The study is the first comprehensive listing of potential breast carcinogens, along with a catalog of ways for medical professionals to test women's exposure.

"This paper is a thorough review of toxicology data and biomarkers relevant to breast cancer in humans," said Dale Sandler, chief of epidemiology at the U.S. National Institute of Environmental Health Sciences.

How to reduce your risk

The researchers divided the 73 chemicals into 17 groups, based on structural similarities, exposure potential and carcinogenicity. The final list included many ubiquitous chemicals including benzene and butadiene (found in vehicle exhaust, tobacco smoke, lawn equipment and charred food), methylene chloride (a cleaning solvent), flame retardants, hormone replacement therapy drugs, and chemicals found in nonstick cookware and stain-resistant fabrics. Other sources of carcinogen exposure included paint removers, chemicals used to disinfect drinking water and a chemical used to make Styrofoam.

The paper suggests seven steps that women can take to dramatically reduce their exposure to these chemicals. These include:

-- filtering your drinking water with a solid carbon block filter;

- using a ventilation fan during cooking to reduce smoke inhalation, in addition to reducing your intake of charred or burned foods;

-- reducing exposure to fuel fumes by not idling your vehicle; using electric rather than gas-powered lawn mowers, leaf blowers and weed whackers; and avoiding exposure to vehicle tailpipes or gas-powered generators;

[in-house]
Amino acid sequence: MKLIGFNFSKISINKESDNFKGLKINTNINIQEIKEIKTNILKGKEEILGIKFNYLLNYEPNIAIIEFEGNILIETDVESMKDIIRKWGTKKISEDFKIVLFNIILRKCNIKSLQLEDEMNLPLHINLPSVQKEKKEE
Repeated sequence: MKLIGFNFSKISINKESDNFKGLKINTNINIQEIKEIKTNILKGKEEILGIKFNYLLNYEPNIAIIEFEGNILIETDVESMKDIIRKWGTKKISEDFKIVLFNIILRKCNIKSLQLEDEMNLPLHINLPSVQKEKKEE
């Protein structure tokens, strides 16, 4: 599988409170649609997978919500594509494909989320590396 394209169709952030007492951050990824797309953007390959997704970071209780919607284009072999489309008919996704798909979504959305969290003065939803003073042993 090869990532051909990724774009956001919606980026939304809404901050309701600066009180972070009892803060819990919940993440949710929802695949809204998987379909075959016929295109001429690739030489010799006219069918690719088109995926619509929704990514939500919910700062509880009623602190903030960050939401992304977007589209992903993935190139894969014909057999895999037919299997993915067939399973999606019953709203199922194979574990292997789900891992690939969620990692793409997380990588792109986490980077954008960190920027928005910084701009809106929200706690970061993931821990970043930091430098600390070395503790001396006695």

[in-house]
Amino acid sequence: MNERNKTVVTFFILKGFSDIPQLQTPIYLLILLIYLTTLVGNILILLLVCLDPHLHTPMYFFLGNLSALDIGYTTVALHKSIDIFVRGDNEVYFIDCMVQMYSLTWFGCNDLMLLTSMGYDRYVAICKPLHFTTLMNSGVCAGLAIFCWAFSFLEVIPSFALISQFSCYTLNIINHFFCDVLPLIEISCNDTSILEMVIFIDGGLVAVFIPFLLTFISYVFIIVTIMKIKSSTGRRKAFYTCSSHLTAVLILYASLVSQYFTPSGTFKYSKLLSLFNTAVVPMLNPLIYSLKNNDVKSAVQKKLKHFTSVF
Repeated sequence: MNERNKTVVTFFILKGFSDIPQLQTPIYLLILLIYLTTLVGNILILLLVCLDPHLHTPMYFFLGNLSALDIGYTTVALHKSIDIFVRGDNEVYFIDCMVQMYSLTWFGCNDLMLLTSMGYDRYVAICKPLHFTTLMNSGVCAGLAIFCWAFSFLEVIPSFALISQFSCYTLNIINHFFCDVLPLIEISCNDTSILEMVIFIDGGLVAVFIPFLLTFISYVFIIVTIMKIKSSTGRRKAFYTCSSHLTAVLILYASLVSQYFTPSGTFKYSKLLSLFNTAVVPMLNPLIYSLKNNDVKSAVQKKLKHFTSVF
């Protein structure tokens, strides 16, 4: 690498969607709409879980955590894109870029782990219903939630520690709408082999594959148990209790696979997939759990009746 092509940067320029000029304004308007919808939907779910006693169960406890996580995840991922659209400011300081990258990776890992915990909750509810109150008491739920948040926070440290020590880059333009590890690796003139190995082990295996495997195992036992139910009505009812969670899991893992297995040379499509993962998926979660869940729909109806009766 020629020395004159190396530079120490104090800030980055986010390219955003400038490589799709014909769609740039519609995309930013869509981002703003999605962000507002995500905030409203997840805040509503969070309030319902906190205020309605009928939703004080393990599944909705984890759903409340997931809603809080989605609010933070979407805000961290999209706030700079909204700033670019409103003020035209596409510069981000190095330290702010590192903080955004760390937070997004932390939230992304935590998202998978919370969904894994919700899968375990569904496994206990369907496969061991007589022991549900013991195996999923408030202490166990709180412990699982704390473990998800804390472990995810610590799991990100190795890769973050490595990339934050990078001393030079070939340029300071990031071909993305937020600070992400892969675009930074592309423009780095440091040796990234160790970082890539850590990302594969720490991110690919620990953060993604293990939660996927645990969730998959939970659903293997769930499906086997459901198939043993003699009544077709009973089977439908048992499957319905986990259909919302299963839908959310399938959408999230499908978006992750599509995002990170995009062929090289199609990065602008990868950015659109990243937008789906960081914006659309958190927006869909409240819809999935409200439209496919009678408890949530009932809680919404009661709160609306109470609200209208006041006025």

-- reducing the accumulation of chemicals in your home by removing shoes at the door, using a HEPA (high-efficiency particulate air) filter in your vacuum cleaner and furnace or air conditioner, and cleaning with wet rags and mops to get rid of dust without pushing it back into the air;

-- avoiding fabrics, furniture or rugs marketed as "stain-resistant";

-- only having furniture that has not been treated with flame retardants and that is free of polyurethane foam; and

-- not visiting dry-cleaners that use PERC (perchloroethylene) or other solvents; asking for "wet cleaning" instead.

"The study provides a road map for breast cancer prevention by identifying high-priority chemicals that women are most commonly exposed to and demonstrates how to measure exposure," study author Ruthann Rudel said. "This information will guide efforts to reduce exposure to chemicals linked to breast cancer, and help researchers study how women are being affected."

Sources for this article include:


Follow real-time breaking news headlines on
Breast cancer at
Join over four million monthly readers. Your privacy is protected. Unsubscribe at any time.
comments powered by Disqus
Take Action: Support by linking back to this article from your website

Permalink to this article:

Embed article link: (copy HTML code below):

Reprinting this article:
Non-commercial use OK, cite with clickable link.

Follow Natural News on Facebook, Twitter, Google Plus, and Pinterest

Colloidal Silver

Advertise with NaturalNews...

Support NaturalNews Sponsors:

Advertise with NaturalNews...


Sign up for the FREE Natural News Email Newsletter

Receive breaking news on GMOs, vaccines, fluoride, radiation protection, natural cures, food safety alerts and interviews with the world's top experts on natural health and more.

Join over 7 million monthly readers of, the internet's No. 1 natural health news site. (Source:

Your email address *

Please enter the code you see above*

No Thanks

Already have it and love it!

Natural News supports and helps fund these organizations:

* Required. Once you click submit, we will send you an email asking you to confirm your free registration. Your privacy is assured and your information is kept confidential. You may unsubscribe at anytime.